Kathryn Costello, wife of Port St John’s Station Commander John, recently visited Kilwa Bay in Tanzania. And became part of a rescue. This is her story.
If the place that you’re boating in doesn’t have any rescue facilities, and you develop a problem, what do you do?
Here, in SA, the NSRI is so synonymous with the sea – with pleasure cruises going wrong, shipping disasters and any other water orientated ill that may be befall a hapless person, that we don’t even think twice about it – calling the NSRI is a given.
But, what happens in countries where is no such thing as the NSRI? And where considerate seamanship doesn’t seem to exist? Where, if you get into trouble, you’re on your own?
In Tanzania, in Kilwa Bay, I unexpectedly became part of a rescue. There was nothing dramatic about it, there was no danger to any person, but if our boat hadn’t come along when we did, and passed close enough to be within shouting distance, the thirty odd people on the stranded boat would probably have spent the night on a remote sandbank.
Kilwa Bay, in southern Tanzania, is a vast expanse of water. Several islands lie in this bay, islands on which some of Africa’s most fascinating ruins lie. The two largest, Kilwa Kisiwani and Songo Mnara, have been declared UNESCO World Heritage Sites. And the deep sea fishing is renowned, with couple of lodges having opened, specialising in this sport. But if history or fishing isn’t your cup of tea, there isn’t much reason to visit this remote area of Africa.
So here we were returning to Kilwa Masoko, the town on the mainland, from Songo Mnara on an old tub of a dhow-ish boat, under sail, with all the time in the world, reflecting on the fascinating ruins which in the 11th century, and for another two hundred years had been a thriving city port.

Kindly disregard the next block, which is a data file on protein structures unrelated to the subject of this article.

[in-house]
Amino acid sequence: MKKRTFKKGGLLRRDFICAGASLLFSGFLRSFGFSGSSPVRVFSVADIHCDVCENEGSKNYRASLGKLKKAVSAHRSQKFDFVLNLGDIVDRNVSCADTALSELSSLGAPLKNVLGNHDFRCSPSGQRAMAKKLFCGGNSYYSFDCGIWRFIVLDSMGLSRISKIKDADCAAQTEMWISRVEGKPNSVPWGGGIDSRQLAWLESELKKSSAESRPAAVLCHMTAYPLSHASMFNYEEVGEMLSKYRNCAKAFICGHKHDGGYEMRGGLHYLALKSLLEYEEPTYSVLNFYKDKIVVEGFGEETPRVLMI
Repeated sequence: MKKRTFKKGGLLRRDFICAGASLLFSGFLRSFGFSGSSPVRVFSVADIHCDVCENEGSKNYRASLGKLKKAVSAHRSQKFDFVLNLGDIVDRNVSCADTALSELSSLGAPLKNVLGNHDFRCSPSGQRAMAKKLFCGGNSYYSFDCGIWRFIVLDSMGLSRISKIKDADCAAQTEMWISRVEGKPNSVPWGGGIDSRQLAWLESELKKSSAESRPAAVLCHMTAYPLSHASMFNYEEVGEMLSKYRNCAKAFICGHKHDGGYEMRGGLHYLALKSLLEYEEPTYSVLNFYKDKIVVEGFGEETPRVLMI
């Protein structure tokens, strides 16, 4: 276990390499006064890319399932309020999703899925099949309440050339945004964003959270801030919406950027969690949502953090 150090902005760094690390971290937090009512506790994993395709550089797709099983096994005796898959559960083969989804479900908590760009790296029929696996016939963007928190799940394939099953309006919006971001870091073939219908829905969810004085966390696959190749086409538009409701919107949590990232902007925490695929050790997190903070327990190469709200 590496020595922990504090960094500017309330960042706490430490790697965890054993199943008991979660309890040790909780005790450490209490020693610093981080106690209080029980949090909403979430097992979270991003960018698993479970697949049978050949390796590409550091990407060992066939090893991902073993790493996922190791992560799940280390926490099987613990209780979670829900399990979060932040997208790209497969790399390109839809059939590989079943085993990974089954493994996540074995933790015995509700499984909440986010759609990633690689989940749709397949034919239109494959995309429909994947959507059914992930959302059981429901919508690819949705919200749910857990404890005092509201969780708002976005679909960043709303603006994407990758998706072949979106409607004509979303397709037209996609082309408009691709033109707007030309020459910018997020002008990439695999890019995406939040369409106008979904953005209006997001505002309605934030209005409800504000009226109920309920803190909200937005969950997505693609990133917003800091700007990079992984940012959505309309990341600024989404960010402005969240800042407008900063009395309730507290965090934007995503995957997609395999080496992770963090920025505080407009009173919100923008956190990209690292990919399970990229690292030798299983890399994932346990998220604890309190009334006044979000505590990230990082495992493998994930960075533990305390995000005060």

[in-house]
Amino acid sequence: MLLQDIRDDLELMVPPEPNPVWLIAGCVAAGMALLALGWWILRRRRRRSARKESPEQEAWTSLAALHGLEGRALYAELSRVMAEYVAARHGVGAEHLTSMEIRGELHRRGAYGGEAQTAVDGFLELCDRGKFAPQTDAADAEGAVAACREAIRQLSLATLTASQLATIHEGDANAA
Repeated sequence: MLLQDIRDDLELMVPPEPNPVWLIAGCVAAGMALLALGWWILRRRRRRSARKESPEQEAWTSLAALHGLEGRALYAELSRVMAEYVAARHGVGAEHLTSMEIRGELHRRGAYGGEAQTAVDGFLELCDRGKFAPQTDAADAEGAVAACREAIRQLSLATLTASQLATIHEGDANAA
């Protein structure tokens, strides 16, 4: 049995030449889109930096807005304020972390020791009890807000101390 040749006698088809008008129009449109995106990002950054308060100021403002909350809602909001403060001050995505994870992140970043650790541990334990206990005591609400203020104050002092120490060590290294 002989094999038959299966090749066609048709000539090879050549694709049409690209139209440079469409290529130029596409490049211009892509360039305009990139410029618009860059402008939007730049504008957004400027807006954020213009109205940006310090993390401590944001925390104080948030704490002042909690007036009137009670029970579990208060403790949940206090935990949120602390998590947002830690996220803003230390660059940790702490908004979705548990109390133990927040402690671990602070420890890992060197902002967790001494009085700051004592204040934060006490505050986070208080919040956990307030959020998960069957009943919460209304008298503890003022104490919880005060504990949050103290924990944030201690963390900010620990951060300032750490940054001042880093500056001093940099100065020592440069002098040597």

We passed another old sail boat, which was stationery. I liked the colours of the people’s clothing, and started taking photographs. A shout went up, and our skipper answered, but didn’t seem interested. I actually thought that the shout had been directed at my photo taking – that once again, I was in trouble for photographing people without their permission. The exchange carried on, and eventually, the other boat skipper started shouting ‘mafuta mafuta’, which is petrol in Swahili.
It turned that the spark plugs weren’t functioning, and being stuck on the sand bar, they couldn’t use the sail either. When they asked for help, our skipper was totally unhelpful, until the offer of their petrol was made. We came up alongside them, a line was thrown, and they were pulled off the bank, and up to us. Before our skipper would move off, all the petrol had to be transferred to our boat. No Sir – there was no trust there!
So with the petrol transferred (by crew members with lit cigarettes), we towed them, and another little boat, that claimed a free ride, all the way to Kilwa Masoko town, only slipping the tow rope as we neared the jetty.
Thank goodness for the NSRI here in SA – imagine if the NSRI behaved like that and demanded upfront payment before helping? And thank you to all the donors who make the NSRI possible.